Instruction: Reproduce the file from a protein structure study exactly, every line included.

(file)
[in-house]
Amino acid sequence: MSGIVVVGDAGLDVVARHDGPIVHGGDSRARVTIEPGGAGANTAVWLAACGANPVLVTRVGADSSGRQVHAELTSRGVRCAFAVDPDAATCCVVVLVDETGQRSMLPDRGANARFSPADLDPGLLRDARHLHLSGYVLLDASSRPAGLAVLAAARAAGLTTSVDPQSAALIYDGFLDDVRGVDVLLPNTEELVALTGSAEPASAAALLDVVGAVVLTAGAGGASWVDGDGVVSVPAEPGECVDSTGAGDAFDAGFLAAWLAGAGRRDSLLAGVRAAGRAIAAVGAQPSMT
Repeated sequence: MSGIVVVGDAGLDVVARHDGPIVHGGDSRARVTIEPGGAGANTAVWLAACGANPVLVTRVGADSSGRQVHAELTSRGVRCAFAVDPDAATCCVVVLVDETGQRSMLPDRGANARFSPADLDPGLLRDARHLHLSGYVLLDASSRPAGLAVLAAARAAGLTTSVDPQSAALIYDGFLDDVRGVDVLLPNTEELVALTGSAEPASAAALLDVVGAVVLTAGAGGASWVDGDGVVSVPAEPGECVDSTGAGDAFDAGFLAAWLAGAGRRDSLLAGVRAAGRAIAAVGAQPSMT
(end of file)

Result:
[in-house]
Amino acid sequence: MSGIVVVGDAGLDVVARHDGPIVHGGDSRARVTIEPGGAGANTAVWLAACGANPVLVTRVGADSSGRQVHAELTSRGVRCAFAVDPDAATCCVVVLVDETGQRSMLPDRGANARFSPADLDPGLLRDARHLHLSGYVLLDASSRPAGLAVLAAARAAGLTTSVDPQSAALIYDGFLDDVRGVDVLLPNTEELVALTGSAEPASAAALLDVVGAVVLTAGAGGASWVDGDGVVSVPAEPGECVDSTGAGDAFDAGFLAAWLAGAGRRDSLLAGVRAAGRAIAAVGAQPSMT
Repeated sequence: MSGIVVVGDAGLDVVARHDGPIVHGGDSRARVTIEPGGAGANTAVWLAACGANPVLVTRVGADSSGRQVHAELTSRGVRCAFAVDPDAATCCVVVLVDETGQRSMLPDRGANARFSPADLDPGLLRDARHLHLSGYVLLDASSRPAGLAVLAAARAAGLTTSVDPQSAALIYDGFLDDVRGVDVLLPNTEELVALTGSAEPASAAALLDVVGAVVLTAGAGGASWVDGDGVVSVPAEPGECVDSTGAGDAFDAGFLAAWLAGAGRRDSLLAGVRAAGRAIAAVGAQPSMT